Still life with two onions
Eva Gonzales (1849-1883)

Still life with two onions, Ca. 1871-1872.

Watercolour, H. 0.10 mm; W. 0.207 mm

Studio’s stamp on the top left.

Provenance: Eva Gonzalès Sale, Paris, Hôtel Drouot, 20 février 1885, no. 77
Collection of Jean-Raymond Guérard, Paris
Collection of Alfred Daber, Paris.


Marie Caroline Sainsaulieu et Jacques de Mons, Eva Gonzalès, 1849-1883, Etude critique et catalogue raisonné, Paris, 1990, p. 94, no. 28 (ill.).

Eva Gonzalès was born in Paris to a bourgeois family of Spanish origin who had settled in France. Her father was the famous writer, Emmanuel Gonzalès. In 1866, at the age of 16, Eva first went to the workshop of Charles Chaplin, a fashionable painter to whom wealthy families often sent their daughters. In 1867, however, she definitively walked out the door, considering Chaplin’s teaching to be overly classical.

Two years later, she met Manet and became his student. The close friendship and mutual admiration that bound them were deeply envied by Berthe Morisot. Manet completed a portrait of Eva in 1869 and exhibited it in the 1870 Salon, where she presented Le Clairon, directly inspired by Manet’s Fifre.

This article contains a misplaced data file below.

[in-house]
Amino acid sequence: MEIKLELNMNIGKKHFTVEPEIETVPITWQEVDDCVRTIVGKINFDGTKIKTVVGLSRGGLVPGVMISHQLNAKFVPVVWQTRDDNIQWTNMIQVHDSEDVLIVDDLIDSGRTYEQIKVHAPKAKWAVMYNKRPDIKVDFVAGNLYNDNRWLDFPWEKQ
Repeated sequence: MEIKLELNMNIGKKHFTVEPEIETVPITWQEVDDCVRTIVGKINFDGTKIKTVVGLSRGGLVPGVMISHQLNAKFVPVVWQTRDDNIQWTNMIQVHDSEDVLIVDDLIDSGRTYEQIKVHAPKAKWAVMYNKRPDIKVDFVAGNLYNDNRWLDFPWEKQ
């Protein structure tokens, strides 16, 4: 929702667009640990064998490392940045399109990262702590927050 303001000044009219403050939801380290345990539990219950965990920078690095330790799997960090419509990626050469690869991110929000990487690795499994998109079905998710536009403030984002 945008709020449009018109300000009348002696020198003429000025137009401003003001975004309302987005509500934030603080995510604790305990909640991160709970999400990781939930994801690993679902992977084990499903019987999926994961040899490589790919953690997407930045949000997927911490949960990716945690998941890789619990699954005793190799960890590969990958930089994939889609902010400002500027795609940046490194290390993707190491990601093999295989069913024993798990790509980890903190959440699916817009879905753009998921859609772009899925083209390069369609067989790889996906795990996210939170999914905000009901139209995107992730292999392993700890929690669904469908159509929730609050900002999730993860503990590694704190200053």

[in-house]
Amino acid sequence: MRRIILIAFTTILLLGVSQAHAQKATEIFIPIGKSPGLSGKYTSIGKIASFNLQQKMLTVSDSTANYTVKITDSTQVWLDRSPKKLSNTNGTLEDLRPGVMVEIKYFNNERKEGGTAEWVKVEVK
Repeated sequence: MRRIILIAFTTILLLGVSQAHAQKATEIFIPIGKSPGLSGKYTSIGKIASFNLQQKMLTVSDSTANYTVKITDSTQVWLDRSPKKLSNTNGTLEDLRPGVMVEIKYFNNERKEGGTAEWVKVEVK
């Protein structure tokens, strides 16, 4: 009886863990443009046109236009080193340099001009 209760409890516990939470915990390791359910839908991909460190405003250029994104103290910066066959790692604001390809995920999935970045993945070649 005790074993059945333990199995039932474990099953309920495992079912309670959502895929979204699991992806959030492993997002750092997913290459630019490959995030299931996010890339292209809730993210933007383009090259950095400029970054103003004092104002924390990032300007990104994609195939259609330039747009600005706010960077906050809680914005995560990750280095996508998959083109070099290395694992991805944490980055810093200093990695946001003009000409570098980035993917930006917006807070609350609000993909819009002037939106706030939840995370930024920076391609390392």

Eva Gonzalès, following in the footsteps of her teacher, worked on numerous still life paintings, as well as plein-air and Intimist scenes, using watercolours, oils and pastels. While many of the subjects of her works were the same as those chosen by the Impressionists, her style remains distinct, closer to Manet’s early Spanish paintings.

Following the Salon of 1879, where she exhibited Une loge aux Italiens, the public and art critics finally began appreciating her work and recognising her talent after many years of indifference. While she refused to participate in the Impressionist Exhibitions, she remained close to the artistic movement and its followers. In 1879, Eva Gonzalès married Henri Guérard, Manet’s engraver, who also painted occasionally. She died brutally of an embolism following the birth of their son, Jean-Raymond Guérard, in 1883. It was only six days after the death of her teacher and friend Manet, for whom she had been preparing a tribute.